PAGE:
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The First Dinosaurs' Surprise Neighbors: Lagerpetids

Dead Things iconDead Things
By Gemma Tarlach
Nov 10, 2016 10:00 PMNov 20, 2019 4:06 AM


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New species Buriolestes schultzi, seen here in situ, is one of the earliest dinosaurs known — and as you can tell from its teeth, it was no plant eater. Credit: Cabreira et al. Two new Triassic species found in Brazil and dating from the very Dawn of Dinosaurs are filling in some important gaps in the fossil record, including what one of the first dinosaurs ate (hint: not what you might think) and which other animals shared its space (spoiler alert: lagerpetids, dinosaur precursors — another surprise). A study published today in Current Biology reveals a doubly delightful find in southern Brazil's Santa Maria Formation: fossils from four individuals, including two new species from the earliest part of the Late Triassic, 228 million to 237 million years ago. Bonus: two of the specimens are in great shape. What makes the discovery even more exciting is that one of the new species is a dinosaur and the other belongs to a group of dinosaur precursors called the lagerpetids. This bolsters the idea that dinos and dino-daddies were coexisting for longer than we thought: Conventional thinking had long held that once dinosaurs were on the scene, the more primitive species quickly went extinct. (Or, in a variation of that that theme, once the more primitive species went extinct, dinosaurs quickly moved in. Either way, the idea is the dinosaurs and lagerpetids didn't overlap much). The lagerpetid individual described in today's paper as Ixalerpeton polesinensis includes the first skull, shoulder and forelimb examples from the dinosaur precursors, which is important for understanding how they eventually evolved into dinosaurs proper.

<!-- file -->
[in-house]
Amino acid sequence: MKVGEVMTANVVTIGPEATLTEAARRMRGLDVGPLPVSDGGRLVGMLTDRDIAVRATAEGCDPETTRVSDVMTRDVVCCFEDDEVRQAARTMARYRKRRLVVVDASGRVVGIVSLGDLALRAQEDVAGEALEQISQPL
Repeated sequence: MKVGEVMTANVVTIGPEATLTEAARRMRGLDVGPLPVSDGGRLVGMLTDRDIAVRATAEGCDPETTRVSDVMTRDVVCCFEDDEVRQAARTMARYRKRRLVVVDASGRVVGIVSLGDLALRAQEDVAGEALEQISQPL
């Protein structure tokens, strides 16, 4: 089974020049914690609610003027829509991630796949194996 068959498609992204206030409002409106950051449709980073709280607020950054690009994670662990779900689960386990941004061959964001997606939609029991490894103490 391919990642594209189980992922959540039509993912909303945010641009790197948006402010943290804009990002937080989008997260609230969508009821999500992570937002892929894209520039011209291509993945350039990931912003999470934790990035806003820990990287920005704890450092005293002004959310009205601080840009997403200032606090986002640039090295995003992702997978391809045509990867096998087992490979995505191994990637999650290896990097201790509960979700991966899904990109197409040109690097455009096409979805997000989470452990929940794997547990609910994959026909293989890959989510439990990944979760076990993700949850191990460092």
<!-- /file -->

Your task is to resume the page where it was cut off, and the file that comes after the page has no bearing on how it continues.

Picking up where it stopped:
Deep in a Triassic forest, it was a dino-eat-dino world. Two of three larger Buriolestes schultzi chow down on prey (including a hapless rhynchosaur, center...the tongue sticking out is a nice touch, Mr. Illustrator) while two lagerpetids, dinosaur precursors, scamper in the foreground (one of them noshing on a caterpillar, the other possibly doing yoga). Credit: Maurílio Oliveira.

Schultzie and the Sauropods

Take a good look at the artist rendering of a Triassic forest foodfest, above. You've got a couple of Ixalerpeton polesinensis (foreground), the new lagerpetid species described in today's paper. Behind these leggy, lithe little dino-precursors you see a trio of the bigger B. schultzi, an early dinosaur, taking a lunch break. What's crazy about B. shultzi is that at first glance it looks like a theropod, the lineage of bipedal, (almost entirely) carnivorous dinosaurs that includes such toothy luminaries as T. rex, Allosaurus and Velociraptor. But after analysis, researchers found that the beautifully preserved B. shultzi was the most basal, or earliest, member of Sauropodomorpha. Non-dino groupies might not know the word, but everyone has seen an illustration of the sauropodomorphs, at least the later ones, such as the titanosaurs and, most famously, Brontosaurus. These sauropods, also part of Sauropodomorpha, were enormous, quadrupedal herbivores, with long necks and long tails and giant digestion factories in the middle. But what about the early members of Sauropodomorpha? Researchers have found a few examples of transitional animals, such as Pulanesaura, which was a plant-eating quadruped 190 million years ago retaining some primitive traits. But now we've got Schultzie, showing us that the earliest members of this major dino-branch were bipedal and eating whatever animal they could catch — but plants, eh, not so much.

Scanning the Horizon

There is still a lot of debate about exactly when the first dinosaur evolved, and where, but today's announcement fleshes out an important part of the family tree. Expect to hear more from the team about the double discovery: both the dinosaurs and lagerpetids are undergoing CT scans to reveal more details about the animals.

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